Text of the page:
It is generally assumed that an FDA approval is conditioned on the demonstrated safety and effectiveness of a product. However, when the FDA authorizes the use of a product due to an emergency condition, does that mean that there is no requirement to demonstrate safety and effectiveness?

Presumably the FDA has some regulatory threshold between "not proven safe" and "proven safe" where it issues emergency use authorizations. So, to what degree are safety standards relaxed when an FDA Emergency Use Authorization is used in lieu of a standard FDA approval?

Second question: while it is obviously that the relaxation of standards is influenced by the severity of the emergency, but does that relaxation threshold also vary with political and or corporate pressures?

1 Answer 1


Looking on the FDA website, I found this:

Notice of Declaration under the Public Readiness and Emergency Preparedness Act for medical countermeasures against COVID-19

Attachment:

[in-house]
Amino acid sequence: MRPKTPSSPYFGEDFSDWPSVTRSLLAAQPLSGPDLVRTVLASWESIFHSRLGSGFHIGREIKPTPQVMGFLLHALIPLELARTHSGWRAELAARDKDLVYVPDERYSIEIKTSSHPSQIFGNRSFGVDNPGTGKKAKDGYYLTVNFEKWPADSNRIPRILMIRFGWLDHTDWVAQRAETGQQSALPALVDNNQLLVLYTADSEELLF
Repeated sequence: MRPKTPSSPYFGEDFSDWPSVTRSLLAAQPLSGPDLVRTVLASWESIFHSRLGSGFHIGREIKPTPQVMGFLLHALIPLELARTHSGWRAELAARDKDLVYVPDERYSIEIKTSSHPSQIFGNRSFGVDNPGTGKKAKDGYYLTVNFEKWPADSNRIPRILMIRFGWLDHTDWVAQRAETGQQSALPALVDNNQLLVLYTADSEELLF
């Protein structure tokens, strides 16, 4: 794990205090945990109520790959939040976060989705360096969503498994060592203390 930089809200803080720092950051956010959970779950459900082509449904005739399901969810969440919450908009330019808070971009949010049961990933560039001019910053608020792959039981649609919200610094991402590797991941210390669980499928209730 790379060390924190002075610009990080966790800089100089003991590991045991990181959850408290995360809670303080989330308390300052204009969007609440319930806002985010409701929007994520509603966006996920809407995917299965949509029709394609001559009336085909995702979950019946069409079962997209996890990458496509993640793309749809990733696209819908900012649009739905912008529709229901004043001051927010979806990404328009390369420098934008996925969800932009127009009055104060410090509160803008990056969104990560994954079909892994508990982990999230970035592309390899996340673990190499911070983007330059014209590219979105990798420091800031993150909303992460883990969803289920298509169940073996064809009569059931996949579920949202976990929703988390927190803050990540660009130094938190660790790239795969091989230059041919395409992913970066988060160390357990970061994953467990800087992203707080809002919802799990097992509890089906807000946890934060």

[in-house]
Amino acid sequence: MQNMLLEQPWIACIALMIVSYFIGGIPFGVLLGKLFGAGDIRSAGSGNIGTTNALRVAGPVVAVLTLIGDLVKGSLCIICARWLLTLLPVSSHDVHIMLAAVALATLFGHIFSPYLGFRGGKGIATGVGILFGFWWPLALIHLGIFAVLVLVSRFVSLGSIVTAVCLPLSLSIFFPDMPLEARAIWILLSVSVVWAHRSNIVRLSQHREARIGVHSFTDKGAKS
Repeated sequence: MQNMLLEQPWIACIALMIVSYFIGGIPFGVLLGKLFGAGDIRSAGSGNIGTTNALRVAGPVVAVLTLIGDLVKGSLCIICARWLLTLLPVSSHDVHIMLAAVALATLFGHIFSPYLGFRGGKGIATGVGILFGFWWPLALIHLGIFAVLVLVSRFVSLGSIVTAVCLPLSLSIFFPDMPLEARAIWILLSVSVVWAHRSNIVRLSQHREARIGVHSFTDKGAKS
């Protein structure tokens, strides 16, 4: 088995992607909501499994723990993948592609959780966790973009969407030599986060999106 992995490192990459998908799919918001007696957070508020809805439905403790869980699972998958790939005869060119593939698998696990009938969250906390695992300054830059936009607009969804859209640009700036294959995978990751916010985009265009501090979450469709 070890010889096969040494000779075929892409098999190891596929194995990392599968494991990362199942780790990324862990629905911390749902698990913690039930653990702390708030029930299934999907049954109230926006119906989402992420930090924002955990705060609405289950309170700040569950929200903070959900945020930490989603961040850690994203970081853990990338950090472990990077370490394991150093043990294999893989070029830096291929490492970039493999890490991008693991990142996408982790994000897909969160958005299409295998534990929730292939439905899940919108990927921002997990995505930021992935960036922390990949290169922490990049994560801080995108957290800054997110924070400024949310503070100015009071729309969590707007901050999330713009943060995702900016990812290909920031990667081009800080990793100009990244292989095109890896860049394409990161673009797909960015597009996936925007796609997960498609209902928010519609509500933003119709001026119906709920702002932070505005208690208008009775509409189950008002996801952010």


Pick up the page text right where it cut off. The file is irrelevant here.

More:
In brief, it lays out that the Secretary of Health and Human Services is offering limited immunity from lawsuits and prosecution — at his considered discretion — for medicines and equipment to be used against the Covid-19 pandemic. It allows approved equipment and medicines to be used in 'off-label' or unapproved ways, and allows drugs that are being researched under 'investigative' exemptions, or even drugs or products that the Secretary decides could reasonably be on the market within 10 years (meaning drugs that are early in development, and not yet thoroughly tested). The FDA is still holding the reigns — it has the final say in determining that a drug or device is at least marginally safe — but it is setting aside the exhaustive testing and approval processes it normally requires before allowing general use.

Section IV to VI spell out what is and is not covered by this immunity during the Crisis, but it seems the standard being used is that the drug or device has a credible purpose in dealing with some aspect of Covid-19 and is not grossly or flagrantly irresponsible to use.

  • @ so the short answer is that the product is not known to be grossly or flagrantly irresponsible to use. As an added bonus, the govt is providing some immunity.
    – BobE
    Apr 1, 2020 at 4:28
  • 1
    @BobE: They are trying to open up options without compromising public safety excessively. It's a careful but problematic balance. Apr 1, 2020 at 4:49

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